• Privatisation leads to extra costs, such as extra PR, management compensations and bankruptcy costs (e.g. maternity care).
• Privatisation requires an active policy to pull down real monopolies (e.g. telecom).
• Privatisation of a company with high investment arrears (e.g. Railtrack in the UK) or an insufficient investment buffer (e.g. Dutch Railways in the initial plan to work towards privatisation) does not lead to improvement of services but to a breathless hunt for short-term net profit in order to become eligible for stock exchange listing or capital; necessary investments are then postponed.}.
• Perhaps the most important lesson: no market operates without regulation and monitoring of that regulation, and government and legal rights and institutions, such as watchdogs, play a crucial role in this. A market without a referee collapses under its own dynamics, because, in the end, individual companies have no interest in competition. In the end, the largest shark devours all the other fish in a closed pond. Market adepts will maintain that there are scarcely any closed markets, because there are always chances for newcomers, for example the upstart Microsoft versus IBM. But sometimes it takes too long to wait for that, or the abuses and lack of consumer freedom are too large, or highly objectionable hindrances are raised. The same Microsoft demonstrates that years later in what is then once again a ‘mature’ market!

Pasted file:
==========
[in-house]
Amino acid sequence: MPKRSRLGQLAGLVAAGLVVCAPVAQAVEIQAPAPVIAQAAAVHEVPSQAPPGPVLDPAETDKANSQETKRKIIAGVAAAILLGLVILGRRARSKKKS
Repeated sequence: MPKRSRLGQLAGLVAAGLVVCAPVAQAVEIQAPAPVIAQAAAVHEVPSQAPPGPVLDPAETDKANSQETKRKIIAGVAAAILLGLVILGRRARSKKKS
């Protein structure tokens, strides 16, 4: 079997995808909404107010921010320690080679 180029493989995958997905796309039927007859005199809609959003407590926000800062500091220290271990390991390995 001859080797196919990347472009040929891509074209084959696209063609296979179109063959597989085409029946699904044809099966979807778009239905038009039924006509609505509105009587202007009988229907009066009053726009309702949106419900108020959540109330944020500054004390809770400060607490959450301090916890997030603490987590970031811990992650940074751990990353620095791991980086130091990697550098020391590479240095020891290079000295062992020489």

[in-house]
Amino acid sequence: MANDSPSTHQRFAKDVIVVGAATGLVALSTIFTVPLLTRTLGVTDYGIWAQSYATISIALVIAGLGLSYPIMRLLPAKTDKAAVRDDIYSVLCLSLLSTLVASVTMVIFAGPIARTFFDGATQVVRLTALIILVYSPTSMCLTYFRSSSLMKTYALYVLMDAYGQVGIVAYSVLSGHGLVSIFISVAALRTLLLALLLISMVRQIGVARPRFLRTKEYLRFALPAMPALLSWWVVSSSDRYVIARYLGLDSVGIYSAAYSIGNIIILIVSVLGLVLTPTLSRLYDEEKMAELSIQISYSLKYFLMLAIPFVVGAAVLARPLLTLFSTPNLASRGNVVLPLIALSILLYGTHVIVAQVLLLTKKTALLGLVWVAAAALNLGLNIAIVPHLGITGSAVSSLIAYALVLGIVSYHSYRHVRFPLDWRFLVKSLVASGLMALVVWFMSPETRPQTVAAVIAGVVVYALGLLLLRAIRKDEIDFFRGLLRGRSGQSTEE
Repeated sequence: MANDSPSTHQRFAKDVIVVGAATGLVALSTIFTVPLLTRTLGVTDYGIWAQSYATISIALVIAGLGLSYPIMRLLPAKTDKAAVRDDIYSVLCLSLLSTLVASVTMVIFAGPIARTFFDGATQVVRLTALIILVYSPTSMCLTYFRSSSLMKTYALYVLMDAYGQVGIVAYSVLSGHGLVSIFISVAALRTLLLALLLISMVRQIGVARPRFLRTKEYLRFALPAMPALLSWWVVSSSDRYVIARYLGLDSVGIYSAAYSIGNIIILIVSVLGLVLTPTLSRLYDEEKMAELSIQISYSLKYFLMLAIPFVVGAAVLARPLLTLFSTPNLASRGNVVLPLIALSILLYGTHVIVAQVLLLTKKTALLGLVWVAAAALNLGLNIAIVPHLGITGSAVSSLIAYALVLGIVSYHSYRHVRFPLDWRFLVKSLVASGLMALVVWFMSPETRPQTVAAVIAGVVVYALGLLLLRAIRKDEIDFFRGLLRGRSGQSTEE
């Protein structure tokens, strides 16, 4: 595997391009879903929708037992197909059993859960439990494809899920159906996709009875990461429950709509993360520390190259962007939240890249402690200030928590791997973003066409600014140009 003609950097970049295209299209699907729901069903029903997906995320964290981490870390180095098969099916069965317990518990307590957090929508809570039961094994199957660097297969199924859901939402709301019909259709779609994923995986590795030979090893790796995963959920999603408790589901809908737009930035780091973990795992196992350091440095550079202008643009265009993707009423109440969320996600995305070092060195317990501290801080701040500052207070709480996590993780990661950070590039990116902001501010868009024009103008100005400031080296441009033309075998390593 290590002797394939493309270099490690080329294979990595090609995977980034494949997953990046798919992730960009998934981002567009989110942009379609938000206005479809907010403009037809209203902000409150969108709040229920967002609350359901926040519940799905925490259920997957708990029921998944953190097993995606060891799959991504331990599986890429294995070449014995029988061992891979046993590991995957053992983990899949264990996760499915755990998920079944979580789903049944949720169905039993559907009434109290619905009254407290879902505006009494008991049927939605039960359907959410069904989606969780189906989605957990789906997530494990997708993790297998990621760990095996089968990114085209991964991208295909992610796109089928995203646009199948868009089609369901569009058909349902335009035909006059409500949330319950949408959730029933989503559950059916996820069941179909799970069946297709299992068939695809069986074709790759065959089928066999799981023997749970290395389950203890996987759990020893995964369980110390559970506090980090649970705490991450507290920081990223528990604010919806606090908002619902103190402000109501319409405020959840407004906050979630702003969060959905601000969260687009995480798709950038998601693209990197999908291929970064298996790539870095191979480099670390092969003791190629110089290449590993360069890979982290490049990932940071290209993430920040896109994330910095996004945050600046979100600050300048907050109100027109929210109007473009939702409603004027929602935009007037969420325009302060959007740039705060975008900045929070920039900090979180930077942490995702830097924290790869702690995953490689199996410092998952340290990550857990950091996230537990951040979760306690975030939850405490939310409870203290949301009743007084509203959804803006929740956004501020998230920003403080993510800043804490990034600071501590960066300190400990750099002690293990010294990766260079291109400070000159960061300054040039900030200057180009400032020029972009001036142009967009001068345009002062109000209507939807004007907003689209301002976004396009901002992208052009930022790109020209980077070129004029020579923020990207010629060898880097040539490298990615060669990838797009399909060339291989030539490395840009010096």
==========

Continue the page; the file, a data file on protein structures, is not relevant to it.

• Finally and most topical: privatisation and market functioning of public services are not only questions of technique, policy instruments, incentives and other economist jargon, but above all of psychology, confidence and moral leadership! Not only what you privatise and how you privatise is important, but also towards who! Both the above-mentioned corporate governance fiascos in the large American business community and the fiascos in the administration of public resources as in one of the provincial administrations and the excessive salary increases in liberalising sectors such as care and energy are about this confidence and the available morality. This, of course, applies to an even greater extent to scarce public services provided to vulnerable groups of citizens. In fact, the question whether something can be privatised is then no longer just a policy instrumental or economic consideration, but the dimension of the confidence in the moral content and self-cleansing capability of the organisations to which the public services are made over is much more important. Roughly, it concerns three large systems, which are mixed government organisations, private commercial enterprises and private non-profit organisations. The question in which type of organisation you place the most confidence appears to be distributed in the Netherlands in a neatly ideological and political way: to the PvdA (Labour), VVD (Liberals) and CDA (Christen Democrats). At this moment, I would assess the LPF (Fortuynists) as a party that especially has confidence in the small-scale business community; it is somewhat of a supporter of employers’ organisation MKB Nederland. In short, privatisation has reached the same stage as the best characterisation of the last national election: ‘It’s not the economy, stupid’.